One Tomato, Two Tomato…

…three tomato, four! I know that’s not the way the rhyme goes, but that’s the way I have felt in this Week Of Planting Tomatoes.

The tomato planting frenzy started Wednesday, when I planted 200 or so tomatoes in our Master Gardener food pantry garden. We also planted cantaloupes and watermelons that day, which means we pretty much have everything in the ground there except peppers. Fellow MG and project leader Grant got this photo of me with our historic cabin garden in the background. It was HOT that day, with afternoon temps around 85F. That’s definitely shorts weather! We worked about 2.5 hours getting all the plants in the ground.

planting tomatoes at the MG veggie garden

Yesterday I got the rest of our tomatoes in the ground at Happy Acres. I planted 7 paste tomatoes, which joined the 28 plants already planted. I also got the summer and winter squash planted. There was a chance of rain last night, and I wanted to get things in while the soil was reasonably dry. Thankfully the rain did not materialize. We’ve had enough for awhile.

Behind the greenhouse, the cherry tomatoes Sweet Baby Girl and Sun Gold have just started blooming, which should mean a few tomatoes in June. The first tomatoes of the season are always a welcome sight, even if they are small! I planted 6 varieties there on April 14th to take advantage of the warm microclimate, and they are loving it.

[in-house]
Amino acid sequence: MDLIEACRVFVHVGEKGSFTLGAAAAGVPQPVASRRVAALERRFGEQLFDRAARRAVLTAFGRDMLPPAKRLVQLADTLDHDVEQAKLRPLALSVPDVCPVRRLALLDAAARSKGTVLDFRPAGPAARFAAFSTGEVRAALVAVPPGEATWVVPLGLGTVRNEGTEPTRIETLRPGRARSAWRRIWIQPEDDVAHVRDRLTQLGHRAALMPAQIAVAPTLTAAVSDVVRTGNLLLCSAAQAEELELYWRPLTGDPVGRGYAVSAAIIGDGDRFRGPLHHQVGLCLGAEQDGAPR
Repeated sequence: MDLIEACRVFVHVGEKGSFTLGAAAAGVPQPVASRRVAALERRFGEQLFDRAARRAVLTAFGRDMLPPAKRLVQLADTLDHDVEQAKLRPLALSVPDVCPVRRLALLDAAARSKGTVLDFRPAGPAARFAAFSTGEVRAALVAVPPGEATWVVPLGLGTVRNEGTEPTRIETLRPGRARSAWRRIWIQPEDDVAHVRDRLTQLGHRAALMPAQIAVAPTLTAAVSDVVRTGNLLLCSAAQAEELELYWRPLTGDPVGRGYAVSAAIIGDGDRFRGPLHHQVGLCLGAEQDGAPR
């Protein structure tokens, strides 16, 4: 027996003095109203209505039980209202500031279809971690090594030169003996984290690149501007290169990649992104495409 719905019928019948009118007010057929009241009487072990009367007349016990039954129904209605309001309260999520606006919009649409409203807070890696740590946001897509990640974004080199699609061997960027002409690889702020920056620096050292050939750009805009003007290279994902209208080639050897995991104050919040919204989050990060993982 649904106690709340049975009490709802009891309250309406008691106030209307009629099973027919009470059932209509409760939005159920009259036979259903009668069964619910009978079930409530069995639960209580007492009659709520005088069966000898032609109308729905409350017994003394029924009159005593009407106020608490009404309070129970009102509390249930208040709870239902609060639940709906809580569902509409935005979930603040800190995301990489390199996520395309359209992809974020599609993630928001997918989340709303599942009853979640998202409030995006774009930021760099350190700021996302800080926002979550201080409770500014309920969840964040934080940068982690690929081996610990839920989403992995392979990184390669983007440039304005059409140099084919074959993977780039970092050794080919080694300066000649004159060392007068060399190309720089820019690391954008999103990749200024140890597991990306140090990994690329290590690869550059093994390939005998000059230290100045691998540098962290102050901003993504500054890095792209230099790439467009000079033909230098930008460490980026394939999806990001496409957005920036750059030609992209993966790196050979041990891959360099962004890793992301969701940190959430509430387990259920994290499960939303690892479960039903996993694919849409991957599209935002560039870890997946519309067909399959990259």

Sun Gold tomato blooming

And this morning, we planted about 100 tomatoes in our church food pantry garden. It’s still looking for an “official” name, so for now that description will have to do. We also planted about 35 pepper plants and 100 yellow squash and zucchinis. We are still trying to get our potatoes in the ground for this project. We’ve cut 150 pounds of seed potatoes, and we are anxious to get them going. We had to delay (again) because the Ohio river is flooding and the field is under water. We are lucky we didn’t get them planted earlier, because they would be floating down the river by now!

After the cold front went through last night, temps this morning were MUCH cooler – around 50F with north winds about 20MPH. That called for sweatshirts and jackets. I skipped my usual wide brim garden hat and opted for a ball cap. It wasn’t exactly shorts weather either! I’d much rather work in those conditions than in the heat we had earlier in the week. My wife got this photo of our lovely planting crew. We’ll have another planting session soon for the green beans and cucumbers. And once the flooded ground dries out we’ll plant lots of sweet corn there with a tractor. Southern Indiana is corn country, after all, and everyone loves sweet corn!

planting crew at the church veggie garden

Out of the almost 1000 tomatoes, peppers and eggplants I started from seed, only about 150 or so remain. I still have a few tomatoes to give to friends and neighbors, and a few I need to keep for spares in case we lose some of those already planted. I also need to get my own peppers and eggplants planted, which I hope to get done in the next couple of days. This is usually the time of year I breathe a big sigh of relief. There’s plenty of more work to be done in the various gardens, but for the rest of today I am going to take it easy!